London, what a city! It’s the intestinal tract of the United Kingdom, built upon befuddled roads and surrounded by ancient train tracks that buckle in the summer. It’s a geographical mess, but it’s a special mess dotted with an architectural acne breakout of 360+ train stations and possibly as many vape shops. It’s not just Britain’s stomach, it’s the grease-filled heart and pollution-filled lungs of our fair country, but it’s also the centre of our patriotic soul.
So much of what many see as the quintessentially British spirit comes out of London. (I pose you this: how would Baker Street’s sexy-smooth saxophone riff exist without the existence of the underwhelming London street?) This huge, bustling city is where British entertainment bleeds: music, movies and, of course, video games are crafted in London more than anywhere in the UK. It’s our creative and financial hub.
They say that art imitates life, and while London is about as alive as any other collection of natural resources piled atop of each other and shrouded in gas emissions, its spirit is often emulated in modern art. But with video games being the only truly interactive art medium, which ones truly feel like The Great Wen? Well, that’s why we’ve gotten this handy list done for ya, guv’nor!
Assassin’s Creed Syndicate
After the underwhelming technical hodgepodge of Assassin’s Creed Unity, developer Ubisoft took the creative Eurostar from The City of Love all the way back to ye olde city of London, England. The rebellious streets of revolutionary Paris were sidelined for a proper Brit experience: the Victorian era.
Playing as twin assassins Jacob and Evie Frye, Ubisoft’s adventure in the city of top hats and wide streets is a remarkably faithful one. The developer’s attention to detail returns: streets are lovingly recreated based on old maps, pictures and paintings. It’s a more modern setting than prior Creeds, allowing the clustered and crowded architecture of London to truly shine, all covered in thick industrial smoke.
In order to sell its 1868 setting, Syndicate does delve slightly into the can of worms that is Victorian politics. When the twins aren’t getting roughed up in a good old-fashioned pub brawl – very London! – they’re rescuing kids from child labour factories. There’s even an opportunity to converse with Karl Marx who lived in the city until his death. If you’re willing to spend money on some DLC, you can truly get into the Victorian London spirit through everyone’s favourite pastime: being terrified of the murderous butchery of Jack the Ripper!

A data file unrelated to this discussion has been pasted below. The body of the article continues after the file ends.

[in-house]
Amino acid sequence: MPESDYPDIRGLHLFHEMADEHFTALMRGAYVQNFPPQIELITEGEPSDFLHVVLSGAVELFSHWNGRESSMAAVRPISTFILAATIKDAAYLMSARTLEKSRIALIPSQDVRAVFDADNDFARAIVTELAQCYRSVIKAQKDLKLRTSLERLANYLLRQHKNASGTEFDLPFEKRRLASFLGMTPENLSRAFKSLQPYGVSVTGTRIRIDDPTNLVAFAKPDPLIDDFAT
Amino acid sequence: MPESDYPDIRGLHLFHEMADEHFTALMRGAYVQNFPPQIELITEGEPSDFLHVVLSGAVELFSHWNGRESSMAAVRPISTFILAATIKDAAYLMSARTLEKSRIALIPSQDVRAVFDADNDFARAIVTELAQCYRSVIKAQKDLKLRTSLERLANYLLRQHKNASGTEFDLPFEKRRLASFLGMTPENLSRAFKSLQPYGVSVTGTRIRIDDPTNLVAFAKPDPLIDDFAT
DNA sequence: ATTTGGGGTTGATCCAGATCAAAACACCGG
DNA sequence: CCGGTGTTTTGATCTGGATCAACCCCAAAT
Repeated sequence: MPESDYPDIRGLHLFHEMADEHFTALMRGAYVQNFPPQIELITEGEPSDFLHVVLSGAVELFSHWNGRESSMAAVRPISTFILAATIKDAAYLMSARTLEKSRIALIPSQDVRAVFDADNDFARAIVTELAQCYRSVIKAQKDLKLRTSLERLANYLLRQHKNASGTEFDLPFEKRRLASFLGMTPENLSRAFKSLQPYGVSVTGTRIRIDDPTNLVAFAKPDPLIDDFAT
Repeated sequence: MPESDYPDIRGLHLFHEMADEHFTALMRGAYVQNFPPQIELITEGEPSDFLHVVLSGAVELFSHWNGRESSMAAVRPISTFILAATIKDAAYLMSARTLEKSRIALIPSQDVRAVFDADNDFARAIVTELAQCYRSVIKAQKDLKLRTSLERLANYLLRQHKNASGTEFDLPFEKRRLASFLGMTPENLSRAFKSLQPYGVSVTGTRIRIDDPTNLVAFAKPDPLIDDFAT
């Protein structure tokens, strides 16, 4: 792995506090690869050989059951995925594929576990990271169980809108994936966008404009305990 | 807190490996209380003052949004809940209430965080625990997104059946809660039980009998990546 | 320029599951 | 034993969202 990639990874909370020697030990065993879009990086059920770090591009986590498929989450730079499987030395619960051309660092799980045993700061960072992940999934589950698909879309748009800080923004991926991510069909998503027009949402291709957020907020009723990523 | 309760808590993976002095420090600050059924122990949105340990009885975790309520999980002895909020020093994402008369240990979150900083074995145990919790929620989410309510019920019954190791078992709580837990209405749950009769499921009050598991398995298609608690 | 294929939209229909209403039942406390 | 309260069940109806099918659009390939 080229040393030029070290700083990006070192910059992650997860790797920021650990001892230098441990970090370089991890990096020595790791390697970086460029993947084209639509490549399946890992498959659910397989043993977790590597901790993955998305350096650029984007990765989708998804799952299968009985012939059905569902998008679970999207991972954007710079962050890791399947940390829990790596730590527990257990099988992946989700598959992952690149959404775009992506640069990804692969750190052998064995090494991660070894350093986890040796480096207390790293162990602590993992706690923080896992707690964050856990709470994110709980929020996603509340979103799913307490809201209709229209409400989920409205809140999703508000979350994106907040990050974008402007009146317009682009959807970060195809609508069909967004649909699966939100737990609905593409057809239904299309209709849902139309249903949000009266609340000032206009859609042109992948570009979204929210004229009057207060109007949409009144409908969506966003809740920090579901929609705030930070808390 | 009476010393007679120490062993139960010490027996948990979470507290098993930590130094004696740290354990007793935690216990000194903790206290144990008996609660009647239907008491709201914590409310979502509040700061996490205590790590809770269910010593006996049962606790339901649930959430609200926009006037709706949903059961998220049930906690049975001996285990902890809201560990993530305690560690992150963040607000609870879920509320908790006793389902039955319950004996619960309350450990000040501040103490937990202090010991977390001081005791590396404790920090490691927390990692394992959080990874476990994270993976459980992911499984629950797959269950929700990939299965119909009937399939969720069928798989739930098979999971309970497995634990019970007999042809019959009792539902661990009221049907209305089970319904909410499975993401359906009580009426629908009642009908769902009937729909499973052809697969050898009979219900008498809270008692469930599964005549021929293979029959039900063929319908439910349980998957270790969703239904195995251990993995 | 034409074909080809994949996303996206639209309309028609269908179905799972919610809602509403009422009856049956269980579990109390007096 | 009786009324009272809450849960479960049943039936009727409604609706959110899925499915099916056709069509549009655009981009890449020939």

London Points: 8/10
The Order 1886
While you may be spending considerably less time with The Order 1886 due to its measly six-hour runtime, Ready At Dawn’s third-person shooter is a fine addition to our collection of London games. For starters, it features strong English gentlemen with a talent for sprouting the most incredible facial hair which, may we add, is undeniably London. Secondly, it’s a damn fine recreation of the city!
With a penchant for the theatrical, The Order’s mix-and-match of gorgeously ornate Tory-led mansions and the excrement-coated streets of the working class perfectly highlights the class dichotomy of Victorian-era London. Outside of the realm of the rich, the seedy underbelly of London is shown without remorse. Whereas Assassin’s Creed Syndicate aimed for an idyllic view of the era, The Order aims for near-hyperbolic interpretation. At one point you even see a geezer’s Brighton Rock!
Unfortunately, The Order 1886 does loose out on London points for relying on alternate history to tell its London tale. As anyone who’s met a true-born proud Londoner knows, real Londoners don’t shut up about the past.
London Points: 6.5/10
Clock Tower 3
London is horrifying, and that’s without the inclusion of Clock Tower 3’s rogue’s gallery of spectral spooks. But the horrors of London probably couldn’t carry an entire game by themselves, Capcom’s third entry in this classic horror franchise incorporates many ghoulish ghosties to make the city feel just that little bit more spooky.
Following the time-travelling adventures of 14-year-old Alyssa Hamilton, Clock Tower 3 incorporates a number of different London periods. Traveling from the then-contemporary time of 2003 into both the oppressive 1940s blitzkrieg and the sex-crazed swinging 1960s, Capcom gets a lot of time to play with.